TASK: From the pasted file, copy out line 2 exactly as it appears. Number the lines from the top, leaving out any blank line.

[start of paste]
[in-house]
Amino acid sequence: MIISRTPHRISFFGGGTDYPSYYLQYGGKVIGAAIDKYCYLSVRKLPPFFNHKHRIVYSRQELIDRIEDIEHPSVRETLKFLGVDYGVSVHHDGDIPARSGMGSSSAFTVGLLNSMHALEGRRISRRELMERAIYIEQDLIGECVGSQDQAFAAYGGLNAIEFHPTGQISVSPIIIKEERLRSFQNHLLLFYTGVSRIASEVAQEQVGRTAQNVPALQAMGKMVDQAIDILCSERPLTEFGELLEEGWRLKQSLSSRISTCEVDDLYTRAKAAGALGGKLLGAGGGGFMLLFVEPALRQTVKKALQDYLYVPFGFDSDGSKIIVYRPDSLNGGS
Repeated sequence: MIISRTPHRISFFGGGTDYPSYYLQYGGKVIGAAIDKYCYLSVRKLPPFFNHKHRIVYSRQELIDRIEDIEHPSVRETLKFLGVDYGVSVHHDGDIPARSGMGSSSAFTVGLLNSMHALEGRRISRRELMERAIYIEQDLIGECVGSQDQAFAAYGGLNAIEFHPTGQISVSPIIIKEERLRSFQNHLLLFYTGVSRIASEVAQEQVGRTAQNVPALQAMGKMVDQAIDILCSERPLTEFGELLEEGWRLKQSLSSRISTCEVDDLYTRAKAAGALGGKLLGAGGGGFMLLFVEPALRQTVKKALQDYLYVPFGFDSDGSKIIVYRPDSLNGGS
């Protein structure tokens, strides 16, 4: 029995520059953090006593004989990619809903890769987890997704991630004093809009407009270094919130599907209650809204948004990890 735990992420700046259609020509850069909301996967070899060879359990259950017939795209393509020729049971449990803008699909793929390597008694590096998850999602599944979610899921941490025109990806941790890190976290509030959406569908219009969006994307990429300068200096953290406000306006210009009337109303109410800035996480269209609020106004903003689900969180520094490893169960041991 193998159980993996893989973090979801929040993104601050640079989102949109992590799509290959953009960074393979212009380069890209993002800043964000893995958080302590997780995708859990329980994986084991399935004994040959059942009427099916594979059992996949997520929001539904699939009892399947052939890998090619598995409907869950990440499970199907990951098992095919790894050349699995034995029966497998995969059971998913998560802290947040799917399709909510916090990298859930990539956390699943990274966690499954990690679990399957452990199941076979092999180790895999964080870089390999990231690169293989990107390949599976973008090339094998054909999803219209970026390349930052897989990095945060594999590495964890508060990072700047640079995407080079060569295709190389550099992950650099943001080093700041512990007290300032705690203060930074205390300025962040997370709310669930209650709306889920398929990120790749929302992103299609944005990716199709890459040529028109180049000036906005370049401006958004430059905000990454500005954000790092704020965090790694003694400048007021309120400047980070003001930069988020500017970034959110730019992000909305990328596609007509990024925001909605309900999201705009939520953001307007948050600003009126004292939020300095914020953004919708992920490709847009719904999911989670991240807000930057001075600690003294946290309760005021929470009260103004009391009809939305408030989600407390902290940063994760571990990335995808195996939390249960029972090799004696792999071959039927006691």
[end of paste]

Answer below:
Amino acid sequence: MIISRTPHRISFFGGGTDYPSYYLQYGGKVIGAAIDKYCYLSVRKLPPFFNHKHRIVYSRQELIDRIEDIEHPSVRETLKFLGVDYGVSVHHDGDIPARSGMGSSSAFTVGLLNSMHALEGRRISRRELMERAIYIEQDLIGECVGSQDQAFAAYGGLNAIEFHPTGQISVSPIIIKEERLRSFQNHLLLFYTGVSRIASEVAQEQVGRTAQNVPALQAMGKMVDQAIDILCSERPLTEFGELLEEGWRLKQSLSSRISTCEVDDLYTRAKAAGALGGKLLGAGGGGFMLLFVEPALRQTVKKALQDYLYVPFGFDSDGSKIIVYRPDSLNGGS